President Zelensky’s chief-of-staff dodged a question about the lack of a joint statement after the gathering in Switzerland
Ukraine has claimed that a discussion on its so-called ‘peace formula’ on the sidelines of the World Economic Forum in Davos on Sunday was successful, despite the fact that no joint communique was released after the gathering.
The meeting of national security and policy advisers at the Swiss resort was intended to push forward a ten-point plan formulated by Ukrainian President Vladimir Zelensky for the conflict with Russia. Moscow was not invited to the event. The Ukrainian delegation claimed that Sunday’s discussion was “crucial for all humankind” at a press conference later the same day.
Andrey Yermak, the head of the presidential office and senior Ukrainian negotiator, acknowledged that there was a difference of positions among participants, but downplayed it as insignificant and even “good” for his nation’s cause. Zelensky wants the international community to resolve the conflict through a transparent process rather than talks held behind closed doors, he claimed.
When pressured by the Swiss media why the purported consensus was not reflected in a joint statement, the senior official said Ukraine continues to resist calls for immediate peace talks with Russia.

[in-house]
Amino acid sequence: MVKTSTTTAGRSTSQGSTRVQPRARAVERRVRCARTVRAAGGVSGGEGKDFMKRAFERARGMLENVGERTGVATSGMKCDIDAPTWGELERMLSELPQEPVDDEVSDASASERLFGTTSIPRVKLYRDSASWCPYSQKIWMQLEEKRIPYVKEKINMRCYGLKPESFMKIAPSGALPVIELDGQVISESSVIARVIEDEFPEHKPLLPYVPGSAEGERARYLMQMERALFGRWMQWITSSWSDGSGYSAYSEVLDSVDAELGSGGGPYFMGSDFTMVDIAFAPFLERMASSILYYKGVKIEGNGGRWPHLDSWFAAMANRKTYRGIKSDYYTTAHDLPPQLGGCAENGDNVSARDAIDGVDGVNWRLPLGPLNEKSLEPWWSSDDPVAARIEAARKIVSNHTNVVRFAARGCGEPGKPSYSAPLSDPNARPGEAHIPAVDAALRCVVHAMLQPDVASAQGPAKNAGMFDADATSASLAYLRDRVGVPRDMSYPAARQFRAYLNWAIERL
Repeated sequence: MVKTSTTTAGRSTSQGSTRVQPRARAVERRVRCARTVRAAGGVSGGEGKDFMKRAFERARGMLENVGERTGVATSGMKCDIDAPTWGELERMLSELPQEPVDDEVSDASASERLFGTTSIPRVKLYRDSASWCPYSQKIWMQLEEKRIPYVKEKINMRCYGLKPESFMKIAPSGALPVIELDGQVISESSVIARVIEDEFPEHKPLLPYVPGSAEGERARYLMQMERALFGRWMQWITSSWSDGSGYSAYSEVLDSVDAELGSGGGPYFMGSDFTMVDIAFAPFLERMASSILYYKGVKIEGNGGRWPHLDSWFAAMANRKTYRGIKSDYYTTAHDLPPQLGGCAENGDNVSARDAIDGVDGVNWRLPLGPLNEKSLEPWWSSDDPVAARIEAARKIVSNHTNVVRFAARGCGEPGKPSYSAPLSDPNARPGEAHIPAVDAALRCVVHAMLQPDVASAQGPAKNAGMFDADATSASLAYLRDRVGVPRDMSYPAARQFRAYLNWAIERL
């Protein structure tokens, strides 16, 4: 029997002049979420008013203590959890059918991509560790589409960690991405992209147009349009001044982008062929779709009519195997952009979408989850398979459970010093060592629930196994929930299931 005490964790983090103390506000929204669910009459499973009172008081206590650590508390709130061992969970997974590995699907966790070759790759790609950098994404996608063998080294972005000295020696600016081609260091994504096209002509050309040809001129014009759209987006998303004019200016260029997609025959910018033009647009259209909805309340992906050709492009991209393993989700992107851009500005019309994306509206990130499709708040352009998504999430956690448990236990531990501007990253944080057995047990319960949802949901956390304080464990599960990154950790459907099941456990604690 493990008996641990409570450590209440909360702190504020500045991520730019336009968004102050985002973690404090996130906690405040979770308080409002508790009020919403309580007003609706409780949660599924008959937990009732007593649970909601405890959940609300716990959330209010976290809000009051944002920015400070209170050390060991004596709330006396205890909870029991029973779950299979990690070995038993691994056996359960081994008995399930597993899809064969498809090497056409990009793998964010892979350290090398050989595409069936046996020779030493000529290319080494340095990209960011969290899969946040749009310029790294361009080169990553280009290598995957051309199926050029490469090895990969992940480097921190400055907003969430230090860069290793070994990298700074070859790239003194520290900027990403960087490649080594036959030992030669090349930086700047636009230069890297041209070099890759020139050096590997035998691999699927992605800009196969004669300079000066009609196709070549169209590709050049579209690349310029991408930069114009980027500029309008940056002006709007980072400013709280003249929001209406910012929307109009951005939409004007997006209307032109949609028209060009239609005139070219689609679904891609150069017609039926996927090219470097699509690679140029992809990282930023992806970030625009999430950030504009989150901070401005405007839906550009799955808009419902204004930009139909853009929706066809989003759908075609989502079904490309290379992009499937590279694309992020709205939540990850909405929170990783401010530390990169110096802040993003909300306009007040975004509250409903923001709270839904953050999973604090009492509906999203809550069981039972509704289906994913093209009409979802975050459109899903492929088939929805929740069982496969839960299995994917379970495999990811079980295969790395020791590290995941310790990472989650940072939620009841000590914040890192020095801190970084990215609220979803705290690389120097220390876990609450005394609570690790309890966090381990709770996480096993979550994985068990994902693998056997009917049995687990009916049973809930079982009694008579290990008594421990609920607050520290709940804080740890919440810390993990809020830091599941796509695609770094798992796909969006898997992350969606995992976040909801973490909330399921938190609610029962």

“Somebody thinks that it’s necessary immediately sitting [at] the table of negotiations. And we very clear, very openly explain why now it is not acceptable,” he told the audience in English.
He reiterated Kiev’s wish to continue fighting until all its objectives are achieved, stressing: “Ukraine need not frozen conflict. Ukraine need just peace [sic].”
Ukraine’s ‘peace formula’ demands that it regain control of all its pre-2014 territory. It also calls for war reparations and the prosecution of the Russian leadership, among other issues. Moscow dismissed the proposal as detached from reality immediately after Zelensky unveiled it in November 2022.
Russian Foreign Minister Sergey Lavrov branded the formula a “baby comforter” and “a figment of a sick imagination” in an interview last month, arguing that talks on the Ukrainian plan were nothing but a publicity stunt.
Speaking to the media after the meeting in Davos, Swiss Foreign Minister Ignazio Cassis insisted that “one way or another, Russia will have to be included” in the final resolution of the Ukraine crisis.
Kremlin spokesman Dmitry Peskov called the meeting in Davos “talking for the sake of talking,” arguing that it could not produce results “for the obvious reason” that Russia was not included.
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